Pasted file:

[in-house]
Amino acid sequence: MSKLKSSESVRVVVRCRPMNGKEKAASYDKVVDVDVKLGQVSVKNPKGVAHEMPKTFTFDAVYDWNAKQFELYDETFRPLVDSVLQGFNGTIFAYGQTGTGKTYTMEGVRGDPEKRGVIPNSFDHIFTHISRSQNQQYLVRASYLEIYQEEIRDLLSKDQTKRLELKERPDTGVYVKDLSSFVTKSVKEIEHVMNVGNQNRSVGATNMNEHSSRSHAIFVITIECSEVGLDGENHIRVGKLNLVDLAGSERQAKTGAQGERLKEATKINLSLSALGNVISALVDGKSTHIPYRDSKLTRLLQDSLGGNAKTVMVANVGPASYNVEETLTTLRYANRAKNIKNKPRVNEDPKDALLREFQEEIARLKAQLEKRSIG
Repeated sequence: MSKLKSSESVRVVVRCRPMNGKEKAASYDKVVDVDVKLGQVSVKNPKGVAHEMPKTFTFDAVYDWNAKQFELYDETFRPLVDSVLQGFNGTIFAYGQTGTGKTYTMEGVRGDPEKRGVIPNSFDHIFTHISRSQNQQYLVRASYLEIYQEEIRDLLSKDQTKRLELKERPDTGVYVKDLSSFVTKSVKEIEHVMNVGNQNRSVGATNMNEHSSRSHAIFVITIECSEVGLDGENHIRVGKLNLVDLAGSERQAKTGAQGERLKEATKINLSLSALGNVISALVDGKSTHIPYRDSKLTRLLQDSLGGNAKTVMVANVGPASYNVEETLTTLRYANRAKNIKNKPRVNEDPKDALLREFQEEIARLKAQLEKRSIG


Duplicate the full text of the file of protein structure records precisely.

[in-house]
Amino acid sequence: MSKLKSSESVRVVVRCRPMNGKEKAASYDKVVDVDVKLGQVSVKNPKGVAHEMPKTFTFDAVYDWNAKQFELYDETFRPLVDSVLQGFNGTIFAYGQTGTGKTYTMEGVRGDPEKRGVIPNSFDHIFTHISRSQNQQYLVRASYLEIYQEEIRDLLSKDQTKRLELKERPDTGVYVKDLSSFVTKSVKEIEHVMNVGNQNRSVGATNMNEHSSRSHAIFVITIECSEVGLDGENHIRVGKLNLVDLAGSERQAKTGAQGERLKEATKINLSLSALGNVISALVDGKSTHIPYRDSKLTRLLQDSLGGNAKTVMVANVGPASYNVEETLTTLRYANRAKNIKNKPRVNEDPKDALLREFQEEIARLKAQLEKRSIG
Repeated sequence: MSKLKSSESVRVVVRCRPMNGKEKAASYDKVVDVDVKLGQVSVKNPKGVAHEMPKTFTFDAVYDWNAKQFELYDETFRPLVDSVLQGFNGTIFAYGQTGTGKTYTMEGVRGDPEKRGVIPNSFDHIFTHISRSQNQQYLVRASYLEIYQEEIRDLLSKDQTKRLELKERPDTGVYVKDLSSFVTKSVKEIEHVMNVGNQNRSVGATNMNEHSSRSHAIFVITIECSEVGLDGENHIRVGKLNLVDLAGSERQAKTGAQGERLKEATKINLSLSALGNVISALVDGKSTHIPYRDSKLTRLLQDSLGGNAKTVMVANVGPASYNVEETLTTLRYANRAKNIKNKPRVNEDPKDALLREFQEEIARLKAQLEKRSIG